Two pastors from Washington, D.C., have filed a lawsuit against Coca-Cola and the American Beverage Association saying the organizations have purposely deceived the public about sugar-sweetened beverages and their impact on health.
"The background of this lawsuit is that there's an epidemic of diabetes, cardiovascular disease and a range of other degenerative diseases in the black and Latino communities, and really throughout America. For me, as a pastor, I see the toll it takes on families and children when they lose their parents much too soon," Delman Coates, the pastor at Mt. Ennon Baptist Church, in Clinton, Maryland, told CBS News.
The lawsuit was filed Thursday in D.C. Superior Court on behalf of Coates and William Lamar, the senior pastor at the Metropolitan African Methodist Episcopal Church in Washington, DC.
"It is a matter of life and death in our communities," Lamar told CBS News.
According to the U.S. Centers for Disease Control and Prevention, 2012 research showed daily regular soda and fruit drink consumption was most common among black and Hispanic Americans.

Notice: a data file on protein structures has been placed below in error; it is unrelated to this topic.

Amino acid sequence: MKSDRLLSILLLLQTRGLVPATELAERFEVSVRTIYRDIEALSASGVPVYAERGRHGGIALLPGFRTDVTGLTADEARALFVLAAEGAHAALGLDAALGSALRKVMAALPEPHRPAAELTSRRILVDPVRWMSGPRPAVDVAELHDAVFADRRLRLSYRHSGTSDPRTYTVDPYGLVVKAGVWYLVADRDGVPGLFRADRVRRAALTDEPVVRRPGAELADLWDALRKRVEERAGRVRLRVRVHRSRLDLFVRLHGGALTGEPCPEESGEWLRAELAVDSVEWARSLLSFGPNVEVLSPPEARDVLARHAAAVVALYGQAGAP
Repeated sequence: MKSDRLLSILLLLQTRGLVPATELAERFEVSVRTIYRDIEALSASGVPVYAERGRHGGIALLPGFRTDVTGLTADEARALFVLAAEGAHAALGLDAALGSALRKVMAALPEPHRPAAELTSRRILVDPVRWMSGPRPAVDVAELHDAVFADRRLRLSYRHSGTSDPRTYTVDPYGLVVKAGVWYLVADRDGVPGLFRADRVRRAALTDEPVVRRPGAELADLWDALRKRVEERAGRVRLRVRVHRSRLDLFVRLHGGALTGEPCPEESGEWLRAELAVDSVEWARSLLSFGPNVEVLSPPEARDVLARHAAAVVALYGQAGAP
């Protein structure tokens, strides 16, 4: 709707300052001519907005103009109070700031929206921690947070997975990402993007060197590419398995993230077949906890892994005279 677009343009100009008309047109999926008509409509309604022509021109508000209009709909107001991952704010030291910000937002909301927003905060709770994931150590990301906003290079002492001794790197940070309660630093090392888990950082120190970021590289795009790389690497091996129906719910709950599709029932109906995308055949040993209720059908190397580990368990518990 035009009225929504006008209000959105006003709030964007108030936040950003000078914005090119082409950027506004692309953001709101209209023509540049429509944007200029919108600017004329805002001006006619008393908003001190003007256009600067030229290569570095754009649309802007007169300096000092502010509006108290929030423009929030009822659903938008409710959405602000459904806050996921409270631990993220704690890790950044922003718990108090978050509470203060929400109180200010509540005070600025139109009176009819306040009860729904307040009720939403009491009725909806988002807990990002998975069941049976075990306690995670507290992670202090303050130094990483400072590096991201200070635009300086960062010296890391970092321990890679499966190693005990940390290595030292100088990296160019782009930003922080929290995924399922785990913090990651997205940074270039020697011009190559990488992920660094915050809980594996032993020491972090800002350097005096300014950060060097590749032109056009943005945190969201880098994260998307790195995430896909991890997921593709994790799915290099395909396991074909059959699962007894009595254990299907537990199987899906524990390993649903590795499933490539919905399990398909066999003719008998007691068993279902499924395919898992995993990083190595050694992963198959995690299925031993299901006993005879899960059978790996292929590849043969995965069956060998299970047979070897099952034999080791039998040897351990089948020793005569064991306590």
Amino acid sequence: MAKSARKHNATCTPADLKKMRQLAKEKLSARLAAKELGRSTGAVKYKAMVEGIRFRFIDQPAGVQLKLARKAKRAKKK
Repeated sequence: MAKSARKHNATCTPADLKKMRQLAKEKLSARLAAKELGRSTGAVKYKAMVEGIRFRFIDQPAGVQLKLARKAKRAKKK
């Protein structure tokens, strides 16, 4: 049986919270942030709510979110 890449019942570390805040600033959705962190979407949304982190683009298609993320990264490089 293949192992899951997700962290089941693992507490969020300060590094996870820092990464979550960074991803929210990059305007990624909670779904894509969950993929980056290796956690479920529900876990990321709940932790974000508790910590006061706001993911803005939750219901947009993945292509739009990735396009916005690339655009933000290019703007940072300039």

Other studies have linked drinking sugary beverages to diabetes, heart disease, and higher death rates.
What's more, half of all African-Americans and 42 percent of Latinos are obese, compared to just over a third of whites in the U.S. Drinking soda from a young age was also found to be "a particularly strong predictor" of a future higher body mass index (BMI) for young black children, a 2016 study in the Journal of Racial and Ethnic Health Disparities reported.
"It breaks my heart and I'm saddened by the way in which we're losing so many people. I'm losing more people to the sweets than to the streets," Coates told CBS News.
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